The notes add to a series of recent reports that seem to paint a picture of possible obstruction.
Corcoran’s Notes on Mar-a-Lago
Prosecutors have 50 pages of notes from Donald Trump’s lawyer Evan Corcoran that show the former president was explicitly told he could not keep any more classified documents after he was subpoenaed for their return, according to a new report by The Guardian.
The notes, which were disclosed by three people familiar with the matter, present new evidence that indicates Trump obstructed justice in the investigation into classified documents he improperly kept at his Mar-a-Lago estate.
In June, Corcoran found around 40 classified documents in a storage room at Mar-a-Lago while complying with the initial subpoena. The attorney told the Justice Department that no additional documents were on the property.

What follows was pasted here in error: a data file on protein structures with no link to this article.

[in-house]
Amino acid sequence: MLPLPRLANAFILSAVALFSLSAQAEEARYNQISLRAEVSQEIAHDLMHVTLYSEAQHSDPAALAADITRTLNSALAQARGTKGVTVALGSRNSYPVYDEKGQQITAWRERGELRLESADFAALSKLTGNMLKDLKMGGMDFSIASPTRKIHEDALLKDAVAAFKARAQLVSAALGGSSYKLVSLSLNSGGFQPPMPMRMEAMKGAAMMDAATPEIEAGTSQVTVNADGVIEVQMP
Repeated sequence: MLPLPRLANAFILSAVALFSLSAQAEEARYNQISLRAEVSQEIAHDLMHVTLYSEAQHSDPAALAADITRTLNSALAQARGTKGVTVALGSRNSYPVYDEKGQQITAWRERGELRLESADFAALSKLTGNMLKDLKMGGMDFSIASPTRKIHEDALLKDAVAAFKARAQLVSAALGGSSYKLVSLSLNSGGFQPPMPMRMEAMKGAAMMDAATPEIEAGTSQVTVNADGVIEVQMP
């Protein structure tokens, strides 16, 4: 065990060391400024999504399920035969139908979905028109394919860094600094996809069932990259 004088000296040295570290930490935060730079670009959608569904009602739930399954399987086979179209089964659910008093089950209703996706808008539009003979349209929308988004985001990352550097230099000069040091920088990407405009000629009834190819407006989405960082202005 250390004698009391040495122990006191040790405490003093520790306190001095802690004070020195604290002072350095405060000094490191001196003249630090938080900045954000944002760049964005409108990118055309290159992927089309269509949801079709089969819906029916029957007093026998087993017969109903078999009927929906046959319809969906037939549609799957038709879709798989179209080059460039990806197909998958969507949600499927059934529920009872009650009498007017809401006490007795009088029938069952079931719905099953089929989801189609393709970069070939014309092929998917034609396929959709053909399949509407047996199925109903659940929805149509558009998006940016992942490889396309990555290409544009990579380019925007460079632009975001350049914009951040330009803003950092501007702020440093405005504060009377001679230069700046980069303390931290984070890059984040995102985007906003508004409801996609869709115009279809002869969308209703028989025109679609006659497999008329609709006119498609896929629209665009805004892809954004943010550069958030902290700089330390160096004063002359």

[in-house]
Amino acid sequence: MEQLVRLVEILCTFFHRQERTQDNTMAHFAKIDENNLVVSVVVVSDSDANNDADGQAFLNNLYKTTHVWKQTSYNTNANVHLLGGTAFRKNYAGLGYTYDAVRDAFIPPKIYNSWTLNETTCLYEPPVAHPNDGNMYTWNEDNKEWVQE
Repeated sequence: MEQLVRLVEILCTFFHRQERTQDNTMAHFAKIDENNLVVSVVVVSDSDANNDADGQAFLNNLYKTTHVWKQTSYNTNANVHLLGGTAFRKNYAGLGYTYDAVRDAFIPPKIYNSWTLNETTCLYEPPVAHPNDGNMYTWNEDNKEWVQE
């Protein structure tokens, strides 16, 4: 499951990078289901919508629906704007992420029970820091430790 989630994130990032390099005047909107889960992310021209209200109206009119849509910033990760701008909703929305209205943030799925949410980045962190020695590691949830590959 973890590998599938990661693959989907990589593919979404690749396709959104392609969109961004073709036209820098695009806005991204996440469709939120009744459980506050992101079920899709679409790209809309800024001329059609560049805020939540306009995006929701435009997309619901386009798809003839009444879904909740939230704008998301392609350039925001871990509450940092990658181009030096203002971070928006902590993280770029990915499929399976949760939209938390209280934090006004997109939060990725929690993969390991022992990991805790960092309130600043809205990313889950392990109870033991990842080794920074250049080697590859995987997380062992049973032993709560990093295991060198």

In August, however, the FBI raided Mar-a-Lago and discovered about 100 more.
The Guardian’s report is significant because it adds a piece to the puzzle prosecutors are trying to put together: whether Trump obstructed justice when he failed to comply with the subpoena by refusing to return all the documents he had or even trying to hide them intentionally.
As the outlet noted, prosecutors have been “fixated” on Trump’s valet, Walt Nauta, since he told them that the former president directed him to move boxes out of the storage room before and after the subpoena. His actions were also captured on surveillance footage.
The sources familiar with Corcoran’s notes said the pages revealed that both Trump and the Nauta “had unusually detailed knowledge of the botched subpoena response, including where Corcoran intended to search and not search for classified documents at Mar-a-Lago, as well as when Corcoran was actually doing his search.”